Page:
In this issue: Social emotional learning can lead to better academic performance; schools have an important role to play in helping students develop a sense of purpose; Character Lab is researching and measuring character strengths.
According to a recent meta-analysis of over 200 rigorous studies, Social Emotional Learning programs have a positive impact on student performance and behaviour.
The researchers also state that more work is needed to better understand Social Emotional Learning. Future research should explore the long-term impacts of this approach, better assessments to measure student progress, and identify the types of students that benefit most from Social Emotional Learning.
According to research from the Stanford Center on Adolescence, only about 20% of high school students report a strong sense of purpose: “The majority are either adrift, frenetic with work but purposeless, or full of big dreams but lacking a deliberate plan.”
This article offers several practical steps for schools and educators to assist students in developing a strong sense of purpose.
Should school start later for adolescents? Longer exposure to sunlight before starting school each day has been shown to impact academic performance, including math and reading scores. This is attributed to increased alertness brought about by longer cumulative exposure to sunlight: “Most of the boost in adolescent test performance that we observe when students have more daylight in the morning is due … to the amount of daylight before school experienced across the school year.”
Parental involvement during high school years is critical. Adolescents benefit academically, behaviourally, and emotionally when their parents stay connected to their education.
These practical and research-based recommendations are designed to help guide parents in their efforts to connect education to future success, gradually build their children’s independence, and provide structure.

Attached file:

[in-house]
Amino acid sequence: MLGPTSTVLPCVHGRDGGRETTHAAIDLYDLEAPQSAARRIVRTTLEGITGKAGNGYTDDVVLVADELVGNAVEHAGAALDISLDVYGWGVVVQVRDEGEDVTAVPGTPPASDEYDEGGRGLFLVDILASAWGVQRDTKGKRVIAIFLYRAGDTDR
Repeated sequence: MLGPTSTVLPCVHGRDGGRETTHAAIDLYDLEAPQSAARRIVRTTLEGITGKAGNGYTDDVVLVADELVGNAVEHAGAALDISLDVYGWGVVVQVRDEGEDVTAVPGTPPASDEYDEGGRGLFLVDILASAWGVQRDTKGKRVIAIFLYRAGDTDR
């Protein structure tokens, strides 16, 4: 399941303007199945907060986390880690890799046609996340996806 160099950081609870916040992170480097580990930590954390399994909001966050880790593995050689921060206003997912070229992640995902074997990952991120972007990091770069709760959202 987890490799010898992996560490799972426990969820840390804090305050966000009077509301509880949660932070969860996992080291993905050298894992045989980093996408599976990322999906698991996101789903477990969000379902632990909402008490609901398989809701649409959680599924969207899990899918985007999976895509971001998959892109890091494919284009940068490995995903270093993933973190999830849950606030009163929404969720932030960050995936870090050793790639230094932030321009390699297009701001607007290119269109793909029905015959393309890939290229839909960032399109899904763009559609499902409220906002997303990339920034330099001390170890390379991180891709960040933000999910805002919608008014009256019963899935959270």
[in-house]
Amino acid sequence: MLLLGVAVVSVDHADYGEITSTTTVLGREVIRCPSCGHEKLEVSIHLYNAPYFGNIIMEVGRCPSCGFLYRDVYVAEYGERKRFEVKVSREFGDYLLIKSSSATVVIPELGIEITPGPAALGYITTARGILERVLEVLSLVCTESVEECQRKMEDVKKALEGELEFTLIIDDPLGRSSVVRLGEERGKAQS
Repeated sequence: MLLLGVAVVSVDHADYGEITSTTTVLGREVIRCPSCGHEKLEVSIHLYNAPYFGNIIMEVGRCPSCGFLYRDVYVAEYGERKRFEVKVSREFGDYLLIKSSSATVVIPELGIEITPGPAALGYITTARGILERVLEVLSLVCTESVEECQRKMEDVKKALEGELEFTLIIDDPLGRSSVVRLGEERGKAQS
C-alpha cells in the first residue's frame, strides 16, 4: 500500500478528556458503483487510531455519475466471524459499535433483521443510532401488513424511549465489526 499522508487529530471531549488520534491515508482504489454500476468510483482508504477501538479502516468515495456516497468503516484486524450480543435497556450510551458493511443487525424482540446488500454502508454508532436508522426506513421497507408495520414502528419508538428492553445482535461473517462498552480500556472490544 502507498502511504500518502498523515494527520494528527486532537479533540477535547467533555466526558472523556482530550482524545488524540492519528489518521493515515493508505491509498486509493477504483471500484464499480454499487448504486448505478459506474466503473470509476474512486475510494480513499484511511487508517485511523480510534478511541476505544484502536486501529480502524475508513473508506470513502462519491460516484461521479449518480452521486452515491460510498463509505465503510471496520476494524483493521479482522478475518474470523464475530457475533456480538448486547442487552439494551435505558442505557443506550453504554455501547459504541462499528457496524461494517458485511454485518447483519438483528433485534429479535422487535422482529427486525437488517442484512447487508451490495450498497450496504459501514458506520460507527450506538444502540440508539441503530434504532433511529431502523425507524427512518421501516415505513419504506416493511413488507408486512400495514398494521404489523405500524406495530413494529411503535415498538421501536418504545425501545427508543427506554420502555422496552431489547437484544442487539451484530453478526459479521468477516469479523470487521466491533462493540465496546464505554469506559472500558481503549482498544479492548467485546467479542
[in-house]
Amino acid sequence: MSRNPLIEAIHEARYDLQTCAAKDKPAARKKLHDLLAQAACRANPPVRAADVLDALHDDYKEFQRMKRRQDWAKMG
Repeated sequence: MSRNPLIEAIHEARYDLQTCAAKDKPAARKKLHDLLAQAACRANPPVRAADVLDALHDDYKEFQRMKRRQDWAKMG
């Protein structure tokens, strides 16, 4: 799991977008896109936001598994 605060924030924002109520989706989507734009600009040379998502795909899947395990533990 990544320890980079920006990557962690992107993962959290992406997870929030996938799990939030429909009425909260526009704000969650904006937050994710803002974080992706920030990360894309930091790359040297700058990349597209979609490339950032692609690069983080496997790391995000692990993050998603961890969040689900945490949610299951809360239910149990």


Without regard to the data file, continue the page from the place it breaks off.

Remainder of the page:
Using portable headsets, researchers studied adolescent brain activity during an entire semester of biology classes at a New York high school. They have found that when the students’ brain waves were in sync, they were more engaged with the class.
In addition, “… student pairs who reported feeling closer to one another also tended to experience more brain synchronicity during class—but only when they had spent time face-to-face just before the class began.” This type of research could help better understand environments that enhance brain functions.
Character strengths are increasingly viewed as crucial to academic achievement and well-being. Character Lab is a US-based nonprofit organization founded in 2013 by Angela Duckworth (well-known for her work on grit) and two of her colleagues. The organization is built on the belief that, in order to thrive, young people require interpersonal, intrapersonal, and intellectual character strengths.
Character Lab co-designs and implements relevant school-based research, translates research insights into educational tools and approaches, and creates new measures of character strengths. One of these measures, the Character Growth Card, helps to “capture different perspectives of a student’s character strengths” and is designed to be “a conversation starter and can be used at different milestones throughout the school year.”
This Edutopia article offers a good introduction to culturally-responsive pedagogy and explores using hip-hop to create meaningful connections with students. It defines hip-hop pedagogy as a “way of authentically and practically incorporating the creative elements of hip-hop into teaching, and inviting students to have a connection with the content while meeting them on their cultural turf by teaching to, and through, their realities and experiences.” What results is a curriculum that reflects the culture and realities of young people and contributes to stronger engagement and better performance.
Youth Development Today is a monthly newsletter focused on youth well-being and student success. Each issue features 5 to 10 current resources on youth development, and offers a healthy mix of academic research, practice-based insights, and grey literature.